70% of Americans drink coffee every week; 62% drink it daily. As with all things we enjoy, we have to ask: is coffee good for you, and does coffee dehydrate you?
These questions are important because dehydration can exacerbate certain conditions, such as diabetes, or even contribute to the risk of developing such serious health conditions as kidney damage and brain damage. Therefore, keeping an eye on your daily hydration status and paying attention to habits that may affect it, such as coffee consumption, are important. Fortunately, the news on coffee is predominantly good: whether caffeinated or not, coffee consumed in moderation does not significantly impact your hydration status, and this popular drink does not negatively impact your overall health status, either — whether you have diabetes or are generally healthy.
Why is it important to stay hydrated?
Before we get into the science around “does coffee dehydrate you,” let’s look at hydration in general. Consuming water, which comprises 55-78% of our bodies, benefits all aspects of physiological functioning. Water helps the body excrete toxins and waste, produces the saliva in your mouth, provides lubrication and cushioning for your bones and joints, helps transport and cycle nutrients and oxygen throughout the body and can help normalize blood pressure. Water is so fundamental to human functioning that a mere loss of 1-2% body water content can result in a noticeable impairment of cognitive function, as well as a significant damper on one’s mood. Staying hydrated is thus an important aspect of achieving optimal health.
As with most diet and health guidelines, recommendations will vary from individual to individual based on factors such as age, sex, physical activity level, and pregnancy and breastfeeding status. At the end of the day, the goal is to balance your water intake with your daily water losses to maintain internal homeostasis and regular body functioning.
We consume water in more ways than one. Plain drinking water is the most obvious and simple way to stay hydrated; it is also by far one of the healthiest as it contains zero calories. Yet, water also exists in everyday food and beverages, like coffee. To the gastrointestinal tract, the form that the fluid presents itself typically makes little difference in how the food becomes metabolized and fluid is consumed. Therefore, the more comprehensive measure of hydration status is the daily fluid intake, defined as “the amount of water consumed from foods, plain drinking water, and other beverages.”
What are the symptoms of dehydration, and who tends to experience it?
Symptoms of dehydration — an imbalance of proper water levels in the body — include a dry mouth, dry tongue, extreme thirst, dark-colored urine, and even fatigue and dizziness (if your dehydration is extreme).
You could experience dehydration after some sort of physical activity; after a prolonged period of not drinking fluids; or if you are vomiting, experiencing diarrhea, urinating more frequently or you have a fever. And as we get older, our total body water content (BWC) decreases, putting us at a higher risk of dehydration. If you have certain preexisitng medical conditions — including uncontrolled or untreated diabetes and kidney disease, or taking diuretic medications (commonly prescribed for high blood pressure) — you may be at increased risk of becoming dehydrated.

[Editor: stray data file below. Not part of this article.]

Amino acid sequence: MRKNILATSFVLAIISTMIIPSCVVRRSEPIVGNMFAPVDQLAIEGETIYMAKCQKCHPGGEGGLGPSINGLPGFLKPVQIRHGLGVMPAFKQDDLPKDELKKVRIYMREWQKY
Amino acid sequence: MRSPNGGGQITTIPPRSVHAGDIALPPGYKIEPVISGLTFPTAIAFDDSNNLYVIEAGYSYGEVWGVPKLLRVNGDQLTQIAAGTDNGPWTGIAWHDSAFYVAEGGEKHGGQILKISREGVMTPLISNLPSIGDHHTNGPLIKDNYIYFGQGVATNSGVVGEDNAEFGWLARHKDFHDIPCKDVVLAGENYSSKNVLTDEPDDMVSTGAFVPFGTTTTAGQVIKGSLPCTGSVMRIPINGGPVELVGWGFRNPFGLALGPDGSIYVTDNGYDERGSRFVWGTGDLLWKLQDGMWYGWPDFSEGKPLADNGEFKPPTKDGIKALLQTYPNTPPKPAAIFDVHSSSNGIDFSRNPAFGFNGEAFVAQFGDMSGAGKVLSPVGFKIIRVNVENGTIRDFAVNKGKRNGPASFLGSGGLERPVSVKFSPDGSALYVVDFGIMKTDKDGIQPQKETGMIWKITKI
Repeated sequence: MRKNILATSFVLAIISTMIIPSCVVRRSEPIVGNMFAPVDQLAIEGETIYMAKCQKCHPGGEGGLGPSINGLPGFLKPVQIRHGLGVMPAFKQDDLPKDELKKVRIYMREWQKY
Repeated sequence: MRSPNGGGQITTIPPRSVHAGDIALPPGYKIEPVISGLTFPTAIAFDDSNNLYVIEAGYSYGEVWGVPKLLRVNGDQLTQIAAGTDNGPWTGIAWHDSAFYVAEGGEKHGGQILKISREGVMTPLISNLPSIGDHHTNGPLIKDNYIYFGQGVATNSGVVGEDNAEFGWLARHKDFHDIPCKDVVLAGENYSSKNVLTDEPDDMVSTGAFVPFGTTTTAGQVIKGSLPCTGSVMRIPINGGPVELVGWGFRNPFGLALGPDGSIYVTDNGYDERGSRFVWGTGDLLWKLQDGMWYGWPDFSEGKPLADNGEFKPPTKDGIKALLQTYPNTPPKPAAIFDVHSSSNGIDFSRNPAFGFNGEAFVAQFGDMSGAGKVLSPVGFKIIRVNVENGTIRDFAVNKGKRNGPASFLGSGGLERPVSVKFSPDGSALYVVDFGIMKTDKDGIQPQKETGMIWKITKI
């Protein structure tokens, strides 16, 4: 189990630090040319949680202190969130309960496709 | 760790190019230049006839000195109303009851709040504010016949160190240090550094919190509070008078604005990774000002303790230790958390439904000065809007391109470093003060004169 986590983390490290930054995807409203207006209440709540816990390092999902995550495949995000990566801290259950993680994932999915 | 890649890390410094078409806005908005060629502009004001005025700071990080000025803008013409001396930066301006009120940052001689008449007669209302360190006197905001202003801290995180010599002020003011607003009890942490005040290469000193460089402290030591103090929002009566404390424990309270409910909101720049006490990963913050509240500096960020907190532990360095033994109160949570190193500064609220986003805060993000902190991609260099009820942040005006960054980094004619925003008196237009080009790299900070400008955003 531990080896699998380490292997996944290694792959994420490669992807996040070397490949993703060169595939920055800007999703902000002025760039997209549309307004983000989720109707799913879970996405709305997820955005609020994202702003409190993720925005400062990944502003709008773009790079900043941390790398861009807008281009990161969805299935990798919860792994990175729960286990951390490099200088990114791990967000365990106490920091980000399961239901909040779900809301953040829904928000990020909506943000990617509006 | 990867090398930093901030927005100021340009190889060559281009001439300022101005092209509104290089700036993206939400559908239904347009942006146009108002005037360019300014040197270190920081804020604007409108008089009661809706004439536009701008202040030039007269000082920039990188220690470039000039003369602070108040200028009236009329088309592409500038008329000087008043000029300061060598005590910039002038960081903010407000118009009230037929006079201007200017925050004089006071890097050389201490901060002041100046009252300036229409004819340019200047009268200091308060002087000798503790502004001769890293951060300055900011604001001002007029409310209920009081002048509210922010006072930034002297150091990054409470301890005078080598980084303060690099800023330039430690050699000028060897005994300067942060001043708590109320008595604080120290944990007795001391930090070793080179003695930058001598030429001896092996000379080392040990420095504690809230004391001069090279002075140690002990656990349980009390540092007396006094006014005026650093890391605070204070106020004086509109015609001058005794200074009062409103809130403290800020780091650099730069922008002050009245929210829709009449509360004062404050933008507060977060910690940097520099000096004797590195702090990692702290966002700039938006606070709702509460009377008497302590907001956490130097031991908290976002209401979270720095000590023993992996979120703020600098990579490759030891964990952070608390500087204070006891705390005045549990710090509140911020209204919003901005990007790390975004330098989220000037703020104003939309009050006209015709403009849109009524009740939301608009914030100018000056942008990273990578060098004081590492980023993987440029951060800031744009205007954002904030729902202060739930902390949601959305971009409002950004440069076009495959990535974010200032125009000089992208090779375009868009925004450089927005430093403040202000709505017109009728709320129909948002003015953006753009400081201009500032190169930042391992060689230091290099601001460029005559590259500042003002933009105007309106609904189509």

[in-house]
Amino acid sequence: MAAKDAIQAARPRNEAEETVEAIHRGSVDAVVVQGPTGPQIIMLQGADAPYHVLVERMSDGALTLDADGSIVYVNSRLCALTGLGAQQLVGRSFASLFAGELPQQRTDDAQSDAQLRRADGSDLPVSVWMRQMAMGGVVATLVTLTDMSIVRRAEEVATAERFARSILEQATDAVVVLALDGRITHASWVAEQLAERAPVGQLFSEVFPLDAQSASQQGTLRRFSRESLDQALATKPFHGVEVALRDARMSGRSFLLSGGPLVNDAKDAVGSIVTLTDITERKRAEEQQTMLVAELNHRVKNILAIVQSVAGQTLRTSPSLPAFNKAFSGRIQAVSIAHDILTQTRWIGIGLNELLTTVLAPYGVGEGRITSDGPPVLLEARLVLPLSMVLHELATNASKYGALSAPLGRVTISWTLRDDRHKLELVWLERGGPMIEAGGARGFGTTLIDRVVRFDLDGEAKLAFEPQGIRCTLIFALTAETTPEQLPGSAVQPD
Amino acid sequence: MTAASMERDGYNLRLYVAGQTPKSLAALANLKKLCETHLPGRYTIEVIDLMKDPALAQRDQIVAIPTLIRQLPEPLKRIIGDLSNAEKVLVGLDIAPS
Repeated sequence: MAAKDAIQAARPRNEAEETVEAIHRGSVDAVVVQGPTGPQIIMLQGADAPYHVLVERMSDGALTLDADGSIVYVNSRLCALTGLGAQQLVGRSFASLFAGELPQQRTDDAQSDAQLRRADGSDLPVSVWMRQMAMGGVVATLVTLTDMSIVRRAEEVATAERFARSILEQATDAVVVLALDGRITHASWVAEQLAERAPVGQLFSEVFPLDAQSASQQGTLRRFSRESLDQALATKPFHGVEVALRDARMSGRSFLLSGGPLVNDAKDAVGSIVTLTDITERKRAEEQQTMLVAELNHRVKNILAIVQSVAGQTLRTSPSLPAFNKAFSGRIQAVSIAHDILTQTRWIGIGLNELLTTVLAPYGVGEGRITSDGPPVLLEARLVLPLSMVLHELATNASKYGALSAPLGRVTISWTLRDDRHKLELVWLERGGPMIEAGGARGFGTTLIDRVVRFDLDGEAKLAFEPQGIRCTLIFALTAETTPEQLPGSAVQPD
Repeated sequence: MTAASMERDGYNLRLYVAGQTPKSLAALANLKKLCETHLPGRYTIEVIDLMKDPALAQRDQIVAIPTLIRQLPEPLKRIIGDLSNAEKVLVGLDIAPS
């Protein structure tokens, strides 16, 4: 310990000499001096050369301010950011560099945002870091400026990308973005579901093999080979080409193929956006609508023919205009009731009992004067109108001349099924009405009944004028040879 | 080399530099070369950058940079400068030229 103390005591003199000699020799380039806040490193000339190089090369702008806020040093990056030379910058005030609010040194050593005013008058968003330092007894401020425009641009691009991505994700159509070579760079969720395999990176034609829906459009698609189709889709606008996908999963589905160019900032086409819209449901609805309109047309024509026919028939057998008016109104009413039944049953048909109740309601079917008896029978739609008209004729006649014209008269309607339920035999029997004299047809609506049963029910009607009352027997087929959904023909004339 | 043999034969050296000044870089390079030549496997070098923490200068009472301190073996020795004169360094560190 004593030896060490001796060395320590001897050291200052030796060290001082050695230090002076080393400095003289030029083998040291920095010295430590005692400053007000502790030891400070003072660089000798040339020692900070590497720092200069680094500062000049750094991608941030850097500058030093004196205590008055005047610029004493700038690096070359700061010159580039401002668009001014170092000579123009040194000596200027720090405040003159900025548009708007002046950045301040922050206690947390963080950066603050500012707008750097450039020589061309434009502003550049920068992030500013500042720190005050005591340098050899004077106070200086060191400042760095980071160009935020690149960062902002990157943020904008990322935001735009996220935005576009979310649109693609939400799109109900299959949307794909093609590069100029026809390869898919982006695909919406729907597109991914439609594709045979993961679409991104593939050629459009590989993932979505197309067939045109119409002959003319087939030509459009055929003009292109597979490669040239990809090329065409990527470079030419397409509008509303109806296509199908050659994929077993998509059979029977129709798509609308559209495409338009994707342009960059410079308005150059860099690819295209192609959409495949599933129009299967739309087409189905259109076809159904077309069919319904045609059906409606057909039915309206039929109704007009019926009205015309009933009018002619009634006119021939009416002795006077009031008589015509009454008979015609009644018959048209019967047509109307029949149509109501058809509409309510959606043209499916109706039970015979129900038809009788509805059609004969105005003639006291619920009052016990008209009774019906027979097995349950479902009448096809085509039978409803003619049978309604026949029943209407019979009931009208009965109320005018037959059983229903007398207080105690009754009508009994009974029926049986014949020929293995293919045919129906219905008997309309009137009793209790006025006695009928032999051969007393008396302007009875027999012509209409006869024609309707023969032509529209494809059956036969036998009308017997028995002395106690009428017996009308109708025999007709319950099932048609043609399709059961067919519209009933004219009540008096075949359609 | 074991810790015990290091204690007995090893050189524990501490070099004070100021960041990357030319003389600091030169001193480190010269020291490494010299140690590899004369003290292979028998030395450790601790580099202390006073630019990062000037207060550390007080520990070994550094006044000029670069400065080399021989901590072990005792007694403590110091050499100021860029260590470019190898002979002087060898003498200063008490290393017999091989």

Possible early sign of diabetes
Symptoms of dehydration could be an early warning sign that you are developing prediabetes, the precursor disorder to type 2 diabetes (T2D). These symptoms — including excessive thirst, frequent urination and dry mouth — culminate from the kidney’s overexerted efforts to flush out high concentrations of blood sugar in the body through urine. Normally, insulin (a hormone produced by the body) carries out the process of removing sugar from the blood and introducing the sugar into the body’s cells. However, people with diabetes have difficulty producing or using insulin for this purpose, so the kidneys continue to flush the body of extra glucose through urine — resulting in more frequent bathroom trips and leading to dehydration. Frequent bathroom trips do not automatically point to prediabetes or diabetes, however. (Learn more: What Are the Warning Signs Of Prediabetes?)
Why is dehydration potentially dangerous?
Dehydration can lead to serious complications, including:
- Heat injury. If you don’t drink enough fluids when you’re exercising vigorously and perspiring heavily, you may end up with a heat injury, ranging in severity from mild heat cramps to heat exhaustion or potentially life-threatening heatstroke.
- Urinary and kidney problems. Prolonged or repeated bouts of dehydration can cause urinary tract infections, kidney stones and even kidney failure.
- Seizures. Electrolytes — such as potassium and sodium — help carry electrical signals from cell to cell. If your electrolytes are out of balance, the normal electrical messages can become mixed up, which can lead to involuntary muscle contractions and sometimes to a loss of consciousness.
- Low blood volume shock (hypovolemic shock). This is one of the most serious, and sometimes life-threatening, complications of dehydration. It occurs when low blood volume causes a drop in blood pressure and a drop in the amount of oxygen in your body.
Source: Mayo Clinic
If you have certain preexisting conditions, such as diabetes, dehydration can significantly exacerbate your disorder, or contribute to complications (see below).